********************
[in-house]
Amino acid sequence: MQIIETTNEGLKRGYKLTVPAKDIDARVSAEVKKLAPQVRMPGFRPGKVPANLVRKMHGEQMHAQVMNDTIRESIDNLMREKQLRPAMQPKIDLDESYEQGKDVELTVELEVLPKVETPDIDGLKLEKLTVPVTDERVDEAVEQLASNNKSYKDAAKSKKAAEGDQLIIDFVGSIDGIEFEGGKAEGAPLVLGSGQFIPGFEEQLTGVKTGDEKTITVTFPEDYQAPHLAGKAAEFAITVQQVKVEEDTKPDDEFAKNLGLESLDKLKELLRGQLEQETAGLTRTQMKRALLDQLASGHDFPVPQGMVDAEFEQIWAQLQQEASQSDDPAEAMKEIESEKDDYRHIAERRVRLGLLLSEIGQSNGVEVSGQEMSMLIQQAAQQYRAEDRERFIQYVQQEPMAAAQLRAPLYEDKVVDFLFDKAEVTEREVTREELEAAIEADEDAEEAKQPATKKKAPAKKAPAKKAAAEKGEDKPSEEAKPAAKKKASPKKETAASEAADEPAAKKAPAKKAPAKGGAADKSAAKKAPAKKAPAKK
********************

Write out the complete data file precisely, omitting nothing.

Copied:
[in-house]
Amino acid sequence: MQIIETTNEGLKRGYKLTVPAKDIDARVSAEVKKLAPQVRMPGFRPGKVPANLVRKMHGEQMHAQVMNDTIRESIDNLMREKQLRPAMQPKIDLDESYEQGKDVELTVELEVLPKVETPDIDGLKLEKLTVPVTDERVDEAVEQLASNNKSYKDAAKSKKAAEGDQLIIDFVGSIDGIEFEGGKAEGAPLVLGSGQFIPGFEEQLTGVKTGDEKTITVTFPEDYQAPHLAGKAAEFAITVQQVKVEEDTKPDDEFAKNLGLESLDKLKELLRGQLEQETAGLTRTQMKRALLDQLASGHDFPVPQGMVDAEFEQIWAQLQQEASQSDDPAEAMKEIESEKDDYRHIAERRVRLGLLLSEIGQSNGVEVSGQEMSMLIQQAAQQYRAEDRERFIQYVQQEPMAAAQLRAPLYEDKVVDFLFDKAEVTEREVTREELEAAIEADEDAEEAKQPATKKKAPAKKAPAKKAAAEKGEDKPSEEAKPAAKKKASPKKETAASEAADEPAAKKAPAKKAPAKGGAADKSAAKKAPAKKAPAKK